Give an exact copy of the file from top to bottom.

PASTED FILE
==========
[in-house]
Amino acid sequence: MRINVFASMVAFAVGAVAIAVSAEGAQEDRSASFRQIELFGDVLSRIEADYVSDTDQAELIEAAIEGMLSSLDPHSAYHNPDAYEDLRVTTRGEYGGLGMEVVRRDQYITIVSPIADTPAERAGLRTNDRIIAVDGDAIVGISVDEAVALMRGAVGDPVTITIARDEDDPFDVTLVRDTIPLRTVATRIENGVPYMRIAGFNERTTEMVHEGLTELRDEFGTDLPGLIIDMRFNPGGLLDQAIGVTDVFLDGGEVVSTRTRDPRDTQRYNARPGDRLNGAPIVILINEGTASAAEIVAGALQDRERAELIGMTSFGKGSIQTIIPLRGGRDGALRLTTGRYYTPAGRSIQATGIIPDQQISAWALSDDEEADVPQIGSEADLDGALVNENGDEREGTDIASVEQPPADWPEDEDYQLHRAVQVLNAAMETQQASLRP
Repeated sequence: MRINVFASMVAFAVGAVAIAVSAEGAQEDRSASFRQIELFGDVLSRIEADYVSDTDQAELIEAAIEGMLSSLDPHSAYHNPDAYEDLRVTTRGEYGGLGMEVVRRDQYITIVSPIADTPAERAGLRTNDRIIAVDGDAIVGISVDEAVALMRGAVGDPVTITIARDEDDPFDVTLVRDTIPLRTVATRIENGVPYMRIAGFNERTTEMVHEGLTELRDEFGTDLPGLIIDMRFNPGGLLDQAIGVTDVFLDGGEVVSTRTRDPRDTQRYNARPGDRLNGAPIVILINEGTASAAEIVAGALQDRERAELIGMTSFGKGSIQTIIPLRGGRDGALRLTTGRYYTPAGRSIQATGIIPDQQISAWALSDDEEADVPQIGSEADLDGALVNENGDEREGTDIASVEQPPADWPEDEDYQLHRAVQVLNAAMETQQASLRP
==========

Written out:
[in-house]
Amino acid sequence: MRINVFASMVAFAVGAVAIAVSAEGAQEDRSASFRQIELFGDVLSRIEADYVSDTDQAELIEAAIEGMLSSLDPHSAYHNPDAYEDLRVTTRGEYGGLGMEVVRRDQYITIVSPIADTPAERAGLRTNDRIIAVDGDAIVGISVDEAVALMRGAVGDPVTITIARDEDDPFDVTLVRDTIPLRTVATRIENGVPYMRIAGFNERTTEMVHEGLTELRDEFGTDLPGLIIDMRFNPGGLLDQAIGVTDVFLDGGEVVSTRTRDPRDTQRYNARPGDRLNGAPIVILINEGTASAAEIVAGALQDRERAELIGMTSFGKGSIQTIIPLRGGRDGALRLTTGRYYTPAGRSIQATGIIPDQQISAWALSDDEEADVPQIGSEADLDGALVNENGDEREGTDIASVEQPPADWPEDEDYQLHRAVQVLNAAMETQQASLRP
Repeated sequence: MRINVFASMVAFAVGAVAIAVSAEGAQEDRSASFRQIELFGDVLSRIEADYVSDTDQAELIEAAIEGMLSSLDPHSAYHNPDAYEDLRVTTRGEYGGLGMEVVRRDQYITIVSPIADTPAERAGLRTNDRIIAVDGDAIVGISVDEAVALMRGAVGDPVTITIARDEDDPFDVTLVRDTIPLRTVATRIENGVPYMRIAGFNERTTEMVHEGLTELRDEFGTDLPGLIIDMRFNPGGLLDQAIGVTDVFLDGGEVVSTRTRDPRDTQRYNARPGDRLNGAPIVILINEGTASAAEIVAGALQDRERAELIGMTSFGKGSIQTIIPLRGGRDGALRLTTGRYYTPAGRSIQATGIIPDQQISAWALSDDEEADVPQIGSEADLDGALVNENGDEREGTDIASVEQPPADWPEDEDYQLHRAVQVLNAAMETQQASLRP